In 2014, the U.S. Financial Accounting Standards Board announced the development of new standards for revenue reporting intended to streamline accounting practices across many industries. But as the deadline for adopting the new standard looms, it's serving as an unintended wakeup call to many businesses as they scramble to get their financial data and systems in order. In the end, the companies who will fare the best in the race to make the grade on revenue recognition will be those that have had the right people and processes in place from the beginning.
The Wall Street Journal reported in early June that major corporations like Verizon, Hortonworks and Workday were finding it difficult to update accounting protocols in time for the FASB's Dec. 15 implementation deadline. According to a survey from Ernst and Young cited by The Journal, around one-third of 300 respondents in the finance and technology sectors said they were behind on meeting the deadline as of March. Twenty percent of those surveyed expected their revenue reporting systems to be only partially functioning by the end of the year, likely causing serious work slowdowns.
Revenue recognition details
The new revenue recognition standard set by the FASB is designed to eliminate key differences between two common accounting methods: Generally Accepted Accounting Principles, which is used in the U.S. and U.K., and International Financial Reporting Standards, utilized by the European Union and several other nations. According to the FASB, revenue recognition guidance in GAAP is "complex, detailed and disparate," with differences from one industry to another. This makes it difficult for investors and analysts to objectively compare companies from different categories and jurisdictions.
There are many practical implications of the new revenue recognition guidelines. The Journal explained that Verizon, for example, will need to account for revenue in a different way, depending on if that money came from certain contracts or from retail sales. Tony Skiadas, the company's controller, said the project had already taken up nearly three years and thousands of work hours across several finance and IT teams.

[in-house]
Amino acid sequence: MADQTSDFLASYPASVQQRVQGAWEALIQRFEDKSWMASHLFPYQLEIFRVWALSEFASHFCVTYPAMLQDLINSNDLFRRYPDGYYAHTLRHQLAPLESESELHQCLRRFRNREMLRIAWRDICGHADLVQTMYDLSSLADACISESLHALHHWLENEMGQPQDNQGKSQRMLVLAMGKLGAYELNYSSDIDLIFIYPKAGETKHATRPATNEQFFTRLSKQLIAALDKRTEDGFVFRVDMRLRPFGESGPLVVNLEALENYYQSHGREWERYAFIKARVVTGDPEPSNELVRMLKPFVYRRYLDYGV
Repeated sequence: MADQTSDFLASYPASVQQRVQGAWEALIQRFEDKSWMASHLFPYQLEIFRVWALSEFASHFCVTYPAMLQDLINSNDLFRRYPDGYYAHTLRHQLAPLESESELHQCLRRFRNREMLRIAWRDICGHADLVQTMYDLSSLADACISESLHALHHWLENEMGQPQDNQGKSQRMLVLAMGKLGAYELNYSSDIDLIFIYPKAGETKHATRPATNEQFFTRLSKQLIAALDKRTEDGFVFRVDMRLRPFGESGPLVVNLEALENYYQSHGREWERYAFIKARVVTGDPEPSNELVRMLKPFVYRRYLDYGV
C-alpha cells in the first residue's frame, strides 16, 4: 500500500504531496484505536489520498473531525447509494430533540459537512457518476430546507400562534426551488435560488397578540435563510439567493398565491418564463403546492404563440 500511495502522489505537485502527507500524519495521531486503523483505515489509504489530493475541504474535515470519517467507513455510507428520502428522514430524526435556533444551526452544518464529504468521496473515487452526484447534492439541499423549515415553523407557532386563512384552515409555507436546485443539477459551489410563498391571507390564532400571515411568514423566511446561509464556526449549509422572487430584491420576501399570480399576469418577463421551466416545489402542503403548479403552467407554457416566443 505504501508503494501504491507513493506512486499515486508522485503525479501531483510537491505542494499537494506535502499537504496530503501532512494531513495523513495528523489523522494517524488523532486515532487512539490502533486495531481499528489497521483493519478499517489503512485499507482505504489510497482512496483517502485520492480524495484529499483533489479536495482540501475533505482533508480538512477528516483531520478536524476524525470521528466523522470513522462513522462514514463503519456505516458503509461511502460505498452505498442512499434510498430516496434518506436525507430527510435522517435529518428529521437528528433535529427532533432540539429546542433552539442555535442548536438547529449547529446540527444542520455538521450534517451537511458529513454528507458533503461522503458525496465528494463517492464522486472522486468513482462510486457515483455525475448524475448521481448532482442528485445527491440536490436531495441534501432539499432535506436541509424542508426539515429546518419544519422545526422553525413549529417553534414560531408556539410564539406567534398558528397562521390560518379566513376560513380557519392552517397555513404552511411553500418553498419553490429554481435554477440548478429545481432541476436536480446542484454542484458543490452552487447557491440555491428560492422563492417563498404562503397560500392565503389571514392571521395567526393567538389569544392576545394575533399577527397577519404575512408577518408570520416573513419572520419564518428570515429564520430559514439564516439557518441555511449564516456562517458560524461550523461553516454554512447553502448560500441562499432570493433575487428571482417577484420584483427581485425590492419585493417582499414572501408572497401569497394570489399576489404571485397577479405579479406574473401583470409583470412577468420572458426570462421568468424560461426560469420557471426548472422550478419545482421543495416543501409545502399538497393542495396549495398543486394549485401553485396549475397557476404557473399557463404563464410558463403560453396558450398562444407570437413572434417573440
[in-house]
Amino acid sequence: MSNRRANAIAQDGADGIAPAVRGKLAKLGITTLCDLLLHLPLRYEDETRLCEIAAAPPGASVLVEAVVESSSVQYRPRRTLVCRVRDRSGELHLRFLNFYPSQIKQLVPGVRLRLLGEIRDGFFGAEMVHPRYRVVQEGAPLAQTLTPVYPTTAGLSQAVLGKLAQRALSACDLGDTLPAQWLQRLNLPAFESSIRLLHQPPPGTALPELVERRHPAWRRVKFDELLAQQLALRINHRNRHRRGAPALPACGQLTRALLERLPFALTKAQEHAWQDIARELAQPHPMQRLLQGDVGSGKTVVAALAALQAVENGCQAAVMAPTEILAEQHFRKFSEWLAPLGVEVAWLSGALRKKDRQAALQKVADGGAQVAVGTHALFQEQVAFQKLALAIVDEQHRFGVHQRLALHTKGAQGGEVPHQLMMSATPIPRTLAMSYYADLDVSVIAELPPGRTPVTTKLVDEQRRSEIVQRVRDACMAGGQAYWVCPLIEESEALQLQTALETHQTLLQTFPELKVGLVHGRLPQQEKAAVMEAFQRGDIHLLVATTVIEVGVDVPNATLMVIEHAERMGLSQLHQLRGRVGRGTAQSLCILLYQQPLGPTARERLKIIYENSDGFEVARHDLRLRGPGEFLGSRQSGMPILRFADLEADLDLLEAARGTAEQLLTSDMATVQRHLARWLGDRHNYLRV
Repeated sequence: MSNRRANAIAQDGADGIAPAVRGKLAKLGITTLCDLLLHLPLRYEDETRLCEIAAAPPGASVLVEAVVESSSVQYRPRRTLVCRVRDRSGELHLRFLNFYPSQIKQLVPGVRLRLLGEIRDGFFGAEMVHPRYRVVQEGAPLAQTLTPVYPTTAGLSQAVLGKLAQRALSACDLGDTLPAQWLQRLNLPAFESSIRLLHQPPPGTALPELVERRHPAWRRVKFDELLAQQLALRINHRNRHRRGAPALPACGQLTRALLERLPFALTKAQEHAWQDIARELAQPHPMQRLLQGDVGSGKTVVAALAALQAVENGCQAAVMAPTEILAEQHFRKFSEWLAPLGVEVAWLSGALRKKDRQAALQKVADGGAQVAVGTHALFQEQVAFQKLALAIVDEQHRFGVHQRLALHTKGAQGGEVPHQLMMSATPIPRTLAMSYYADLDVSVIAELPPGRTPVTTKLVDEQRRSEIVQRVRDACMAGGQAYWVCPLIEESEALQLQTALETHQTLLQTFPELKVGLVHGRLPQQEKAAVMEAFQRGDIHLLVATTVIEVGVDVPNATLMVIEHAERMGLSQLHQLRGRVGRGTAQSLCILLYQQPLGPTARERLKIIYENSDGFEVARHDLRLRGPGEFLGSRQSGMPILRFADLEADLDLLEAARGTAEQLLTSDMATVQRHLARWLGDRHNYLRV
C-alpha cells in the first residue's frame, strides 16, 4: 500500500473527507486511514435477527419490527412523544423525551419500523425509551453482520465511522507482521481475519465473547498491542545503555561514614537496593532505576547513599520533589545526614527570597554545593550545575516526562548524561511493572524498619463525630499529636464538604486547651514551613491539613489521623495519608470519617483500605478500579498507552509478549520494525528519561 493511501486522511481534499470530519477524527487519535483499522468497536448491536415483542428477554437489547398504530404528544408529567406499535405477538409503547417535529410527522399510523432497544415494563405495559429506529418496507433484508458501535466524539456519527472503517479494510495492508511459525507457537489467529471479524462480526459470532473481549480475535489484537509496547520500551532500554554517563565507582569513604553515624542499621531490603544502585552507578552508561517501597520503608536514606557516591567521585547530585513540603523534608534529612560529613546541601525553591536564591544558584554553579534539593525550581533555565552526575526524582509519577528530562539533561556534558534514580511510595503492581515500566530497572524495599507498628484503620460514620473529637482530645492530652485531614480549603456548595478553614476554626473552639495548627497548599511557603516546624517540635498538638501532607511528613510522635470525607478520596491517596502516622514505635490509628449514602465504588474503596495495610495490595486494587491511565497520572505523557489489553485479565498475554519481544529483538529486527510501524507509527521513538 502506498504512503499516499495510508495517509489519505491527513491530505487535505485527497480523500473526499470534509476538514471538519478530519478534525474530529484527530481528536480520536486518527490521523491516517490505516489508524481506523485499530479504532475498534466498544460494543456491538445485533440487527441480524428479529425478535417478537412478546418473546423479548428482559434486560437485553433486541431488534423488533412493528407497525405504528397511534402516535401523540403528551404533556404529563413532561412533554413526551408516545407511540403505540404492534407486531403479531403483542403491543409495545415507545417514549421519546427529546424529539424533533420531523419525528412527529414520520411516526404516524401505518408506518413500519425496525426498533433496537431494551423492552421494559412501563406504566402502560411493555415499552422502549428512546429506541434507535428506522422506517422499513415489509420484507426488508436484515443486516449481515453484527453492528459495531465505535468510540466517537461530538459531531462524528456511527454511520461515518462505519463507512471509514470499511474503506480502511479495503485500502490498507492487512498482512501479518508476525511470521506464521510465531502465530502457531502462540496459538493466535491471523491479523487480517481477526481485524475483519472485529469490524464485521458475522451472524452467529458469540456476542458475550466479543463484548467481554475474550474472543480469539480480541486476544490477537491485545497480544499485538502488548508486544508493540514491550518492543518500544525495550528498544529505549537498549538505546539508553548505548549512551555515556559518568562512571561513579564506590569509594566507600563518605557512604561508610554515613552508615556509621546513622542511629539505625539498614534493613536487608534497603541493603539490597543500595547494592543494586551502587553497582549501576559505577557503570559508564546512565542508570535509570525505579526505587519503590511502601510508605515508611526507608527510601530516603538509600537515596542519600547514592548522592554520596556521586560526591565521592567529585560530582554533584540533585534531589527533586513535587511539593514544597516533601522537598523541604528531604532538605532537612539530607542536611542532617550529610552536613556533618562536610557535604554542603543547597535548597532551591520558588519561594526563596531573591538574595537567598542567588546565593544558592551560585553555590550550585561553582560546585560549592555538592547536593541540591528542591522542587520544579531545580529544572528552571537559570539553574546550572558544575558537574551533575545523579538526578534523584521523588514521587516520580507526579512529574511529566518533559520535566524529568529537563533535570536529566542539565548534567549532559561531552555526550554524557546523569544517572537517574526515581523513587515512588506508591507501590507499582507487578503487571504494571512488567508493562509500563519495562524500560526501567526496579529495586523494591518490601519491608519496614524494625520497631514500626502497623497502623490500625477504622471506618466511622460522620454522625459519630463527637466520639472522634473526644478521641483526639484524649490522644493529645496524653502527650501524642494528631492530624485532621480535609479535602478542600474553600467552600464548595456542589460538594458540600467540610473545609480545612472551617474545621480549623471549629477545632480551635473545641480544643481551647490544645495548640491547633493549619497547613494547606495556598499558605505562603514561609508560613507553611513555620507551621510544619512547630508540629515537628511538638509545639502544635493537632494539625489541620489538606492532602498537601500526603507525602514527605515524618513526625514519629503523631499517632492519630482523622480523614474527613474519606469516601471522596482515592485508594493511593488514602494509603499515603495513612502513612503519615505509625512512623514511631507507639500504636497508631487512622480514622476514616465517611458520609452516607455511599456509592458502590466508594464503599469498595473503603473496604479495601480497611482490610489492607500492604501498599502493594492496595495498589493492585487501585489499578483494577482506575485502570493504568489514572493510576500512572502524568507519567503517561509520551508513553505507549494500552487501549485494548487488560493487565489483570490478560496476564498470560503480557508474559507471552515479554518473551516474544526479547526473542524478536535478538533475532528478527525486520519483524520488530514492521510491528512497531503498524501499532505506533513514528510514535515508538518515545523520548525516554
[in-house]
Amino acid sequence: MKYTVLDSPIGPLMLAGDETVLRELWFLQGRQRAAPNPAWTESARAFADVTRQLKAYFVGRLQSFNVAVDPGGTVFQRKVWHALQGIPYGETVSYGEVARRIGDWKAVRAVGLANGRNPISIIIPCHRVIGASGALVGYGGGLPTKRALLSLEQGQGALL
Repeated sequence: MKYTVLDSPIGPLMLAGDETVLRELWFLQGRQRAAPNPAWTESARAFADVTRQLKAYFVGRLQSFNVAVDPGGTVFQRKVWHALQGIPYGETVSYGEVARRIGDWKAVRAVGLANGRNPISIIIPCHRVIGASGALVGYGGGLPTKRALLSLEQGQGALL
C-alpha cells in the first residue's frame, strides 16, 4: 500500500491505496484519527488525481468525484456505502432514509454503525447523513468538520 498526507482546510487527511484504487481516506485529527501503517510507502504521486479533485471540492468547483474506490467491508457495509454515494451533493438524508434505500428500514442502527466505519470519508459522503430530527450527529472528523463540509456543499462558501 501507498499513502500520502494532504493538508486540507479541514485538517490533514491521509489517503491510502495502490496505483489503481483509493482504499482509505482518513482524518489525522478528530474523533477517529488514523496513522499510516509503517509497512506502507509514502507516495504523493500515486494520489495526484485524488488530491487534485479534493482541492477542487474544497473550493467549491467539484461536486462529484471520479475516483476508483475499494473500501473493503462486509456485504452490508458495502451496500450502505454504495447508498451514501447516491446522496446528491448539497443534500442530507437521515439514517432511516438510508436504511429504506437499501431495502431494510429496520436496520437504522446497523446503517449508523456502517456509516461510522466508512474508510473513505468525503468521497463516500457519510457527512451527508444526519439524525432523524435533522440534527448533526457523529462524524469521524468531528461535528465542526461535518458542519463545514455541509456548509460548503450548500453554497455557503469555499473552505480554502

In several large organizations, much of that time seems to be devoted to designing complicated workarounds in legacy software systems. Hortonworks, for example, said making the necessary changes to its back-office systems (which run on Oracle software) would be possible but were also driving up administrative costs. Even representatives from Workday, which hired five full-time accountants to review more than 6,000 contracts in accordance with the new rule, said they were surprised just how much work this project required.
These testimonials demonstrate why headcount, or even talent, matters little when the best systems and processes are not in place already. A common refrain among finance professionals who spoke with The Journal was that the deadline posed more of a tech issue than a pure accounting exercise. Software engineers needed to design new programs, while managers needed to see that these were being implemented correctly from the ground level. Therefore, the companies who cross the FASB finish line in the best shape will be those that were already well-positioned for accounting agility.
Accounting and finance departments no longer have to go back to the drawing board when new regulations force an overhaul of legacy systems. Consero gives them the tools and talent that allow for maximum adaptability from the outset of any accounting project. Whether it's new reporting guidelines or simply a desire to push the business forward, Consero makes it easier.